Halloul N.,Ministere de lEnvironnement et du Developpement Durable |
Gourgaud A.,University Blaise Pascal
Journal of African Earth Sciences | Year: 2012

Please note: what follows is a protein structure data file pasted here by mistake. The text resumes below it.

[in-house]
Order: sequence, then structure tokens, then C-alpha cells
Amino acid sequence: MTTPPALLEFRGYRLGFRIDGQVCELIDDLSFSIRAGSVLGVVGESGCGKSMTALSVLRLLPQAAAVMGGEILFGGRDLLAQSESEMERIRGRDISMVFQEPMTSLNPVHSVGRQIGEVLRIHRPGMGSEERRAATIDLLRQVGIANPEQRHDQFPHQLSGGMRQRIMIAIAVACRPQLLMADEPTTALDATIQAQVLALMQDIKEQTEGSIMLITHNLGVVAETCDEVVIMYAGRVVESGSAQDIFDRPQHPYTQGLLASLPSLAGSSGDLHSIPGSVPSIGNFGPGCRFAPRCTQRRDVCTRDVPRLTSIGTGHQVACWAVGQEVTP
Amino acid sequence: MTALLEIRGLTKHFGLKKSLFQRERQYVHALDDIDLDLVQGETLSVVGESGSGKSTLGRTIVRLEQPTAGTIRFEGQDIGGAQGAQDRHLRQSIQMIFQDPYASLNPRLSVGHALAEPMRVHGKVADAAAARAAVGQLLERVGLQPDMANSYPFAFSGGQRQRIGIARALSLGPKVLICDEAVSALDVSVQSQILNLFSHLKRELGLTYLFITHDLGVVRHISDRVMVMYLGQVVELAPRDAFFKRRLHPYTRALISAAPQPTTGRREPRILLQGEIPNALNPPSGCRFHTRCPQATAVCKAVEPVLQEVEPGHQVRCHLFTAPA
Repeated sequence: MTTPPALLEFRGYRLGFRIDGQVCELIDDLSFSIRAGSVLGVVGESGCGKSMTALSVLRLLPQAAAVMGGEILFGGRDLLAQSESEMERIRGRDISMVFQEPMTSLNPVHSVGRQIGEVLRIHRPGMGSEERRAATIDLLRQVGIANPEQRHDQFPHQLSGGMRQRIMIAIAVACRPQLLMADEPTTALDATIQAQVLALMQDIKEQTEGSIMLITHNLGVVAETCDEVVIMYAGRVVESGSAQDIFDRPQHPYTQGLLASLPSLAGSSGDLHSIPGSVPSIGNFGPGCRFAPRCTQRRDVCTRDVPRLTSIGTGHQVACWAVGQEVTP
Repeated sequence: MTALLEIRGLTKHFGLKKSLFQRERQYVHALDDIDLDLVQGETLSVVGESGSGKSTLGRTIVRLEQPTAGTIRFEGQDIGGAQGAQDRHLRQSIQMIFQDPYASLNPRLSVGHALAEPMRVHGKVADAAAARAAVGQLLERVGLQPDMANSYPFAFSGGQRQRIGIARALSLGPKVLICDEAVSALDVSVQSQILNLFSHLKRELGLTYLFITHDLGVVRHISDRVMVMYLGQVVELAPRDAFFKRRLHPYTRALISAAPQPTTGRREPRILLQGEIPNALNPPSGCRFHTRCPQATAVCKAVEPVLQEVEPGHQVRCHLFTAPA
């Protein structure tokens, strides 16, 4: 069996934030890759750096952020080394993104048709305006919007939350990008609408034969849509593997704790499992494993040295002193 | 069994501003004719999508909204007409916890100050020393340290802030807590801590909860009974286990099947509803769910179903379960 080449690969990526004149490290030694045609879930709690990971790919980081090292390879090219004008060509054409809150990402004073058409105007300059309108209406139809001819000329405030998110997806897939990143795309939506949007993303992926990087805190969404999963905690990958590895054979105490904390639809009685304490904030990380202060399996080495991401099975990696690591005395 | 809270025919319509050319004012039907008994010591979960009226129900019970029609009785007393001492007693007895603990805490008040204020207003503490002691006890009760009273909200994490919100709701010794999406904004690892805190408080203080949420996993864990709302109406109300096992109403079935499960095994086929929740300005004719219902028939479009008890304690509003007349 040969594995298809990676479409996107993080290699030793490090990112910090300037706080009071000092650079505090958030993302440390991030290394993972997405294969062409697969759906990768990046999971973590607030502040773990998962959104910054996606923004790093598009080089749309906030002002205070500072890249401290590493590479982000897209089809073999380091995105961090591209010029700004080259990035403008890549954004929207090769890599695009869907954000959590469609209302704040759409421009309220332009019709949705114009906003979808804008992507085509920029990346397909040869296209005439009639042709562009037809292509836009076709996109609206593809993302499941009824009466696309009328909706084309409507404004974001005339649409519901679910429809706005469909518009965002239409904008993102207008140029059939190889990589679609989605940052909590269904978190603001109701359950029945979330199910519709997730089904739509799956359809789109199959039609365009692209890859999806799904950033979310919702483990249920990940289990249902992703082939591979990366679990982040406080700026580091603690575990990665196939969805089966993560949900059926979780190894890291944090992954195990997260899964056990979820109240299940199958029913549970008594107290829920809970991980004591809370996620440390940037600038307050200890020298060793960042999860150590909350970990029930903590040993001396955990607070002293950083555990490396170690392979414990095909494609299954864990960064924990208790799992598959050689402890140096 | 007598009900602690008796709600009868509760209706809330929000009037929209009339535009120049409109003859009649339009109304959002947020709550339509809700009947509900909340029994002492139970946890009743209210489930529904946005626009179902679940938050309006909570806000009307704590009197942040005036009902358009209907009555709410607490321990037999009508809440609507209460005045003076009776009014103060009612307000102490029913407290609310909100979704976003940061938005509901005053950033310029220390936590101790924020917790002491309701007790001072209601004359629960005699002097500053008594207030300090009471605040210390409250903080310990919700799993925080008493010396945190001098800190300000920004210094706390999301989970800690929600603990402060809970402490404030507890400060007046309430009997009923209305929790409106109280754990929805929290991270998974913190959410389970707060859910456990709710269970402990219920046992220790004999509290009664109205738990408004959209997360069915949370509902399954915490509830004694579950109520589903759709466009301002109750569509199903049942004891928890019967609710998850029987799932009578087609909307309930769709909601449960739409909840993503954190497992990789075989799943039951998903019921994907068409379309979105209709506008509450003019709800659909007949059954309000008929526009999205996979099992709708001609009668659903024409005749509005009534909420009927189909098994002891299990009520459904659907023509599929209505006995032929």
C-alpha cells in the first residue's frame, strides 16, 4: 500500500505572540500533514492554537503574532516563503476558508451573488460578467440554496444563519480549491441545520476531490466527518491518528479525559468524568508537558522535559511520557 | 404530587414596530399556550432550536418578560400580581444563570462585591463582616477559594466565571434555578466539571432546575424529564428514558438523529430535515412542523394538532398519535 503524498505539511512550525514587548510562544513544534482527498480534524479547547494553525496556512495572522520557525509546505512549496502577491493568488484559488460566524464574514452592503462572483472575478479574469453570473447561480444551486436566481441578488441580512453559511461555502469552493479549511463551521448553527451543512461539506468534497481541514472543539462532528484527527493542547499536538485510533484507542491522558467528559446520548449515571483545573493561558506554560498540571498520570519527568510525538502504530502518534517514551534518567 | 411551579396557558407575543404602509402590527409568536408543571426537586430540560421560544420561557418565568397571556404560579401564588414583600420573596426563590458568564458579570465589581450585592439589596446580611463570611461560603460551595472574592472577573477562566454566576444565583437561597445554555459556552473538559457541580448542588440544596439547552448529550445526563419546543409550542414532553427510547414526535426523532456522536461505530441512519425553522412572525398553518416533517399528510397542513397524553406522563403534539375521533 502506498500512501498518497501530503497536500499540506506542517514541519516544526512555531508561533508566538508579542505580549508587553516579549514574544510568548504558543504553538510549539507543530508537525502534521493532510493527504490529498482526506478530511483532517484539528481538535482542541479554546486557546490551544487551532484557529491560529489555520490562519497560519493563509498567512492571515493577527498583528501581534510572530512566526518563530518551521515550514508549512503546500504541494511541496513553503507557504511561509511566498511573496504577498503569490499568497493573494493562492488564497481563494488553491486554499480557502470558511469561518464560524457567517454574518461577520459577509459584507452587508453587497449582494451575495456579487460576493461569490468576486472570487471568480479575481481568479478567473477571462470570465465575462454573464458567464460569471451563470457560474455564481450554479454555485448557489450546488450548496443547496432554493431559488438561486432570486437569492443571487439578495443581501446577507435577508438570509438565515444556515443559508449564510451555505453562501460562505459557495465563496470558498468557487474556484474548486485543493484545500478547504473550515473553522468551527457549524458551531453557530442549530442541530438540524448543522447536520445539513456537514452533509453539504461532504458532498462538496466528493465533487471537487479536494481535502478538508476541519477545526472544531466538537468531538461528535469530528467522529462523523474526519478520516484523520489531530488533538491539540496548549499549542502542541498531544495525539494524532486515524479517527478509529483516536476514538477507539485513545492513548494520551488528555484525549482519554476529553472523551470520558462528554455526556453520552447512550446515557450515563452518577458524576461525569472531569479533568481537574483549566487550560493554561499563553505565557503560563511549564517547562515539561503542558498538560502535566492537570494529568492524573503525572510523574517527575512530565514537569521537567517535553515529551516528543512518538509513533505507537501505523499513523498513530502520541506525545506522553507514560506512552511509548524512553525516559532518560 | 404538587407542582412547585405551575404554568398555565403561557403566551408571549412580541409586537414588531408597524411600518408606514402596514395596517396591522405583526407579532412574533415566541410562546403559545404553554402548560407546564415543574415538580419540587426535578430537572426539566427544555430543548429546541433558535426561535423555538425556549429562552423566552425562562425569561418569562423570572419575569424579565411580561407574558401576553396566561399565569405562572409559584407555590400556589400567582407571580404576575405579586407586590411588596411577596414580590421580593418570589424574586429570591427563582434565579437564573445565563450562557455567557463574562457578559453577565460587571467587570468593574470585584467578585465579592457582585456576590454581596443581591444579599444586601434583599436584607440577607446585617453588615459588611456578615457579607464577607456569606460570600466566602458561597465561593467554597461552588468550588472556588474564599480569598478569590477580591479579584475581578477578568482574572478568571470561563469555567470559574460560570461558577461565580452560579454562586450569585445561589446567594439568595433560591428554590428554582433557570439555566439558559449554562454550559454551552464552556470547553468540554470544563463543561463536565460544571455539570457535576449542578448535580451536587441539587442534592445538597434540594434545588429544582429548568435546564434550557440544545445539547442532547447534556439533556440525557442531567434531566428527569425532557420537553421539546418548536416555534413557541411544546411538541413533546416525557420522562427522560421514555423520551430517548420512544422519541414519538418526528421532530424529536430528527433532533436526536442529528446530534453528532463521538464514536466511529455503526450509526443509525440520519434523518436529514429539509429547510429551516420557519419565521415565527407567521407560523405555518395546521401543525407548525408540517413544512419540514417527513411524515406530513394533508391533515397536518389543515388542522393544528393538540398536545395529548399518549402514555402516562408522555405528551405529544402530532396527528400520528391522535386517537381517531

The Neogene volcanism of Tunisia is bimodal, comprising both mafic lavas and rhyolites. The rhyolites occur as domes and related breccias, and as dykes in the Nefza area, associated with an albite granite. The rhyolites volcanics are 12.9-8.2. Ma. Mafic lavas occur in the Nefza and Mogods areas, as dykes and sills, and are younger than the felsic lavas at 8.4-5. Ma.The rhyolites exhibit phenocrysts of quartz, plagioclase (An 25-55), alkali feldspar (Or 63-91), biotite, Fe-Ti oxides and rare cordierite and tourmaline. A study of the cordierite shows it to be magmatic in character, in equilibrium with glass and other minerals, and with a large range of compositions (Fe * 34-64). Magmatic cordierite in rhyolites is exceptional and cordierite/liquid partition coefficients were determined for rare earth elements. According to mineralogical and geochemical data, including Sr isotopes, there are two groups of rhyolites. The first group is the cordierite bearing-rhyolites, which have Fe-rich biotite, and is related to localised crustal melting. The second group, which lack cordierite, but has Mg-rich biotite, is related to AFC processes.The mafic magma is represented by moderately Na-alkaline silica undersaturated hawaites and mugearites, with phenocrysts of olivine (Fo 69-85), plagioclase (An 49-67), clinopyroxene (augite) and ulvöspinel. Geochemical data suggest that they are transitional in nature, between calc-alkaline and alkaline magmas, as also found in Algeria and Morocco. These magmas evolved by fractional crystallization and crustal contamination.The magmatic change through time from calk-alkaline to transitional, as also found for Algeria and Morocco at the same point in time, is consistent with a slab breakoff process. The more recent mafic magmas are related to an extensional post-collisional environment. © 2011 Elsevier Ltd.